BAME individuals make up just 7% of membership in London’s cycling clubs; while there have been a range of pioneering efforts to promote inclusivity, including Brothers on Bikes, Black Cyclists' Network and the Women of Colour group, there is still progress to be made.

'Cycling clubs need to develop a better understanding of BAME communities to improve diversity by connecting with groups like ours,' says Amjad Shah, convener of Nottingham and Derby Brothers on Bikes branch.

However, clubs must address diversity amongst their own membership too.

Speaking to British Cycling, Brothers on Bikes co-founder Junaid Ibrahim asserted, 'For many BAME riders the bigger challenge is approaching and feeling included with clubs where there are very few, if any, people "like them".'

Confronting this requires transforming club cultures, fostering clear and authentic conversations around inclusivity and diversity. Clubs must include BAME members in visual representation on websites and promotional material, indorse accessibility across social media channels and use club meetings to build awareness and educate members.

As a GP, and member of Brother on Bikes, Dr Hesham Abdalla points out, 'Just like a good GP would not prescribe you medicine without first understanding your psycho-social context, so these prescriptions need to be attuned to our strengths, weaknesses and motivations if they are to be effective.'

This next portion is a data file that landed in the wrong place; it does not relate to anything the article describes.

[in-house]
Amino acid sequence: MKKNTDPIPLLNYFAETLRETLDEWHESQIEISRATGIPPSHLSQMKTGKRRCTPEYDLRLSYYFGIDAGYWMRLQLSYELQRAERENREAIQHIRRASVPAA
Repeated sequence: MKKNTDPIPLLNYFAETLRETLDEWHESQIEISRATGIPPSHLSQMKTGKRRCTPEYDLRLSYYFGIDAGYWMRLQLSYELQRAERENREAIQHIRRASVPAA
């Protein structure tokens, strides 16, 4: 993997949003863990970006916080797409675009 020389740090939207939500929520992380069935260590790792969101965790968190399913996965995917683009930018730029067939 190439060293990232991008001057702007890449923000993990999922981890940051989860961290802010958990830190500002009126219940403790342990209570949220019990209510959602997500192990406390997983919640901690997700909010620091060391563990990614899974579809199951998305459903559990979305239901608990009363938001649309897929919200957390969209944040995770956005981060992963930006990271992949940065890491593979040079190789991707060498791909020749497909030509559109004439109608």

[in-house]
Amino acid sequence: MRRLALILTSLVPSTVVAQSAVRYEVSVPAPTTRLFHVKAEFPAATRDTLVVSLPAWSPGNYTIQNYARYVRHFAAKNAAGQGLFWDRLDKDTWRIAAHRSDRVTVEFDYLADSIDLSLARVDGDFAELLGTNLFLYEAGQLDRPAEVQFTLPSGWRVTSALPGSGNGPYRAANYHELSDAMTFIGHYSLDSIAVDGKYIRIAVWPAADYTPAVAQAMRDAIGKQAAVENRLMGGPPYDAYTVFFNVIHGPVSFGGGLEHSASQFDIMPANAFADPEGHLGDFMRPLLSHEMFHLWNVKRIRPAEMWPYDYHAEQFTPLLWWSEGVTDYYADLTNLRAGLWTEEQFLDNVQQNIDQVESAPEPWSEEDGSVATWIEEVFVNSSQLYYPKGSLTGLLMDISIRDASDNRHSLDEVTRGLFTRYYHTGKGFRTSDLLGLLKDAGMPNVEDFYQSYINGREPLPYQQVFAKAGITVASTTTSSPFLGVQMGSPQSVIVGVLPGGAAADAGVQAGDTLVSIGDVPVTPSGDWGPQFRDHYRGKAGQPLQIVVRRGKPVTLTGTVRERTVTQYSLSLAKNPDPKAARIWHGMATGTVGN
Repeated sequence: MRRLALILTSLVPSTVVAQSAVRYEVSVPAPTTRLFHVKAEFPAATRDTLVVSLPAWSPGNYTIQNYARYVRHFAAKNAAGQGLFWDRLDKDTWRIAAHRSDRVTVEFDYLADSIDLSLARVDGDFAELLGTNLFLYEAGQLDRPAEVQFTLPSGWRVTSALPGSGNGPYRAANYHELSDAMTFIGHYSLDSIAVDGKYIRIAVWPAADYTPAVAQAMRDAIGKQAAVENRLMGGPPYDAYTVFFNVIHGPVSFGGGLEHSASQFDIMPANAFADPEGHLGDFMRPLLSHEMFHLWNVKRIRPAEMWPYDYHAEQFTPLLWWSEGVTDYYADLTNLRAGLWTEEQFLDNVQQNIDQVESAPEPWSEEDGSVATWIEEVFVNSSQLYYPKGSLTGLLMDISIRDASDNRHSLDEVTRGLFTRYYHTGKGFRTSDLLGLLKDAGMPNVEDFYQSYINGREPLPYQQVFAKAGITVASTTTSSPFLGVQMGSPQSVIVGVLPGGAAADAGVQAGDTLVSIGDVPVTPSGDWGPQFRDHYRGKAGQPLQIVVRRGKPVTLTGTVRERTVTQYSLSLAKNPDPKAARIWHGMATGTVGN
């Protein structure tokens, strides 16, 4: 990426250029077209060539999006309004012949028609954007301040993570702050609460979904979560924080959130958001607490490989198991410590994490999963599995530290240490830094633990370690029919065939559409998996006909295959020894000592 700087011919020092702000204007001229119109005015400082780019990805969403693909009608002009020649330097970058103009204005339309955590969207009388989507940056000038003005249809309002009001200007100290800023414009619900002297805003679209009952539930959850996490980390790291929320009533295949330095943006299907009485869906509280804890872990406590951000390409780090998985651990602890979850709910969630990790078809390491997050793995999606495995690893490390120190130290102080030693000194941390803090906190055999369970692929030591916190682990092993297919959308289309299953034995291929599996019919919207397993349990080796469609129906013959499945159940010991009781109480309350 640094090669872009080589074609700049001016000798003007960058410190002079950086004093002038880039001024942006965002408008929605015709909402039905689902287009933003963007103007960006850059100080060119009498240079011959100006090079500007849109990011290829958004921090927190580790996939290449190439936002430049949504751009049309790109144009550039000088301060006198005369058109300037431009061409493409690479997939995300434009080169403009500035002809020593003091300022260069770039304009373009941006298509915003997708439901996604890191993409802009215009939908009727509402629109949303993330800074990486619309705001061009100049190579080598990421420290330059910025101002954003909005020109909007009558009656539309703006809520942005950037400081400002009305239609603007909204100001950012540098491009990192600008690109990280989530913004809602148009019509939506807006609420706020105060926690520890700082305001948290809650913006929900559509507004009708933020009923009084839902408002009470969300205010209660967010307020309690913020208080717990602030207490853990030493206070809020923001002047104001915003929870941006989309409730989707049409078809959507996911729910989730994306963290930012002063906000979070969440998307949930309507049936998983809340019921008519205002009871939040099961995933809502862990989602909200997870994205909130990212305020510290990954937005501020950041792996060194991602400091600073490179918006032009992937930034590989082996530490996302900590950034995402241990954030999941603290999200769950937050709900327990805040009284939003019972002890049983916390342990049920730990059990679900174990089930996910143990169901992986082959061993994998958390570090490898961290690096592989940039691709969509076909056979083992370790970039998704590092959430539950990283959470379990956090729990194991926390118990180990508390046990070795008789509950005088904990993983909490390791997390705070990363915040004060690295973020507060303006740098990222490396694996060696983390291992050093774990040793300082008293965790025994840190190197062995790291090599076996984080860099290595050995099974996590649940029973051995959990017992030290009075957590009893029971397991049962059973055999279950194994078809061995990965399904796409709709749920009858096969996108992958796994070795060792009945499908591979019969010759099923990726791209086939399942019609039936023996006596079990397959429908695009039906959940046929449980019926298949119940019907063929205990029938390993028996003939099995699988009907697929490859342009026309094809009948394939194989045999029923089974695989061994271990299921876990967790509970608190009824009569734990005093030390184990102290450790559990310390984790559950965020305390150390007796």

Cycling is, and has always been, political. Lauded for its role in women’s emancipation efforts during the late 19th and early 20th centuries, riding has consistently proved much more than mere sport. As Covid-19 prompts record numbers on the saddle, cycling once again proves its potential.

Change is afoot. However, current agendas lack the innovation or radicalism necessary for the PM’s vision of a cycling society. As recreational clubs stir from corona-induced hibernation, they have the capacity to empower new communities of cyclists.

This is a chance for clubs, and the entire cycling industry, to confront its inclusion problems and step up to the plate. Executed correctly, 2020 could be the year which transforms cycling – for everyone.

Isobel Duxfield has recently graduated from Cambridge University where she researched gender equality in British cycling clubs. She is the co-founder of gender equality podcast Take It From Her